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Student Senate hears questions about campus safety at the Student Senate Town Hall meeting on March 29, 2023, in Ohio University's Walter Hall. (Megan VanVlack | For The Post)

Fire fee bill fails, sponsor attempts to revise it

Ohio University's undergraduate Student Senate failed to pass legislation that would have allowed the Senate to present an optional semesterly fire fee for students to the OU Board of Trustees. 

If students opted to pay the semesterly fee, which would be $50, the proceeds would be allocated toward staffing and training resources for the Athens Fire Department, or AFD, as well as fire education for OU students. 

Senate's primary sponsor of the legislation, Governmental Affairs Commissioner Dan Gordillo, a freshman studying political science and linguistics, presented the bill to the Senate on March 22.

"This optional fire fee bill is an attempt to support the Athens Fire Department through an opt-in opt-out fire fee that nears how the student legal fee is done," Gordillo said. 

Athens Fire Chief Robert Rymer brought the bill's necessity to Gordillo's attention.

Rymer has tried implementing legislation supporting a fire fee within the university for almost eight years. Rymer said he got the original idea from a former Athens City Council member. 

"The original idea was not mine, I believe it was Councilman Kent Butler at the time that had brought this idea forward," Rymer said. "The university said if the students want it … the students have to come to us and say 'Yes, we want to help the community to help provide more firefighters.'"

Gordillo said he believes the bill would benefit the community and aid in supplementing the current firefighter shortage at the AFD.

"The National Fire Protection Association … states a minimum of 15 firefighters should respond to a two-story house fire within four to eight minutes," Gordillo said. "Whereas the Athens Fire Department can only respond with four to six firefighters in the same time frame due to extremely low staffing."

According to a previous Post report, only 23 employees, including the fire chief and administration staff, are employed between the AFD's two stations, one of which is located on Richland Avenue and the other on Columbus Road in Athens.

"Our staffing has gone up and down, but never to the point that it truly needs to be (at). Our minimum staffing as of today is four people on duty," Rymer said. 

Following the bill’s failure, Gordillo discussed improvements to the bill with Senate members.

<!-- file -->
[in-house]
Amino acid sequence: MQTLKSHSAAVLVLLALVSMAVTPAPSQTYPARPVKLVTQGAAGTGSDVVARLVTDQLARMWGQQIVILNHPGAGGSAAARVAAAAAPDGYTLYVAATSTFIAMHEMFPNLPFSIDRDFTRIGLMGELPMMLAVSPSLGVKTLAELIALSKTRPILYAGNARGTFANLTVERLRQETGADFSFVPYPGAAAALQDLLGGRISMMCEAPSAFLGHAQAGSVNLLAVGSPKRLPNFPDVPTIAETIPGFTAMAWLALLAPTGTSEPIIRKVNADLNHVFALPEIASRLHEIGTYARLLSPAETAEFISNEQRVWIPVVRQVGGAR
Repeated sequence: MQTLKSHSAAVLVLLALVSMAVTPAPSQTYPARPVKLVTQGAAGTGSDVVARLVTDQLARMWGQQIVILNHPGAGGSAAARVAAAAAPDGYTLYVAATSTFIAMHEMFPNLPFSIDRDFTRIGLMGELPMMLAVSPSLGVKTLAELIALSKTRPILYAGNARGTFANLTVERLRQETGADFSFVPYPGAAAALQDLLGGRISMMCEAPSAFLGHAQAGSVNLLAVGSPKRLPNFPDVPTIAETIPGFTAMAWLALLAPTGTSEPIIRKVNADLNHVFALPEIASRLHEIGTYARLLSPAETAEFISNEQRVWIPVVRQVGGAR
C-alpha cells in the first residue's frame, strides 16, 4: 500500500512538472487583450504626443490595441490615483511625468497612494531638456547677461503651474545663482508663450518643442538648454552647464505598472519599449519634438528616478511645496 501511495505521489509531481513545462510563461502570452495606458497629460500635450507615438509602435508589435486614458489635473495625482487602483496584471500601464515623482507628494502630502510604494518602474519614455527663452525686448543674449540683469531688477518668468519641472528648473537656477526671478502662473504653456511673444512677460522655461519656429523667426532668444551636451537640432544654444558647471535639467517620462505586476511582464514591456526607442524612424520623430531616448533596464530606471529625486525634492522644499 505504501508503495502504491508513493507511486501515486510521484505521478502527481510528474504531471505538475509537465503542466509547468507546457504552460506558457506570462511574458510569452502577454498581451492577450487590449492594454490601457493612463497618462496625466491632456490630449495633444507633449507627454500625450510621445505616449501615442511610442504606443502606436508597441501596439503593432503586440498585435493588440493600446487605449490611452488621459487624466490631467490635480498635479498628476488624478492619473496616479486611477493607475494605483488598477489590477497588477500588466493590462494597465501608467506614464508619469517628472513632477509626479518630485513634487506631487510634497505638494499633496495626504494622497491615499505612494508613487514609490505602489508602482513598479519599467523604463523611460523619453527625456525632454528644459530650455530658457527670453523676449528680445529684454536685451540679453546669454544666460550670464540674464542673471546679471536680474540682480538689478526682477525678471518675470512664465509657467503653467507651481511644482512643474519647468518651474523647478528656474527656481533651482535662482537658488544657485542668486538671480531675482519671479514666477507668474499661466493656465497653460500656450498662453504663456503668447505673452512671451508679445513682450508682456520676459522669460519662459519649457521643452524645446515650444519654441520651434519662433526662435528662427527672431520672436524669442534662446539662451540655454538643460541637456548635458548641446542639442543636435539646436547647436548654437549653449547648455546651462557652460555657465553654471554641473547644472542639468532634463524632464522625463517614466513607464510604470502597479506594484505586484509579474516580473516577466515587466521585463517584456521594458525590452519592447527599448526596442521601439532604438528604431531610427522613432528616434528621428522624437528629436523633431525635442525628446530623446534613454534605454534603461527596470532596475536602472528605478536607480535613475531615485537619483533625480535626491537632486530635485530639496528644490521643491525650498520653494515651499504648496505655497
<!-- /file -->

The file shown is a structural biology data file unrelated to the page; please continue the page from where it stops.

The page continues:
There were grammatical mistakes as well as repeated lines within the bill that were missed, and the lack of surveying students to get a feeling of how many would be willing to pay the fee were among the critiques Gordillo received.  

"Our testimonies were just not powerful and coordinated enough," Gordillo said. "Senate requires us to give a short little speech if you're a primary or secondary sponsor, so they are powerful rhetorical tools, and maybe we underutilized that."

Rees Morris, a freshman studying political science, is a senator on the Minority Affairs Commission in Senate. 

After also asking for other students' opinions on the bill and finding out that very few supported it or would not be willing to pay the fee that came with the bill, Morris said he could not support the bill. 

"If (students) are just going to waive it anyway, and the affiliate fees are just there and the fire department's not even getting the funding they want, it's not advantageous for them either if they're not going to end up with the funding that they really wanted," Morris said. 

Morris said he voted against the legislation due to the amount of money students would have to pay under the bill. 

"I just couldn't in good conscience support it because of the financial burden on students like me personally," Morris said. "I have tuition still left over after my loans and after my scholarships, everything, and a lot of it is fees and I wouldn't want that (fee)." 

Rymer said he is confident that once students are educated about the need for AFD firefighters, they will want to give back to the community through the fee.

"If it's involved with a new Senate next year, then I'll be back next year, provide the education and see what we can do," Rymer said. "It would not only help just the Athens Fire Department but the surrounding community."

Gordillo said the revised version of the bill may be presented to the Senate again prior to or at its last general body meeting on April 26.


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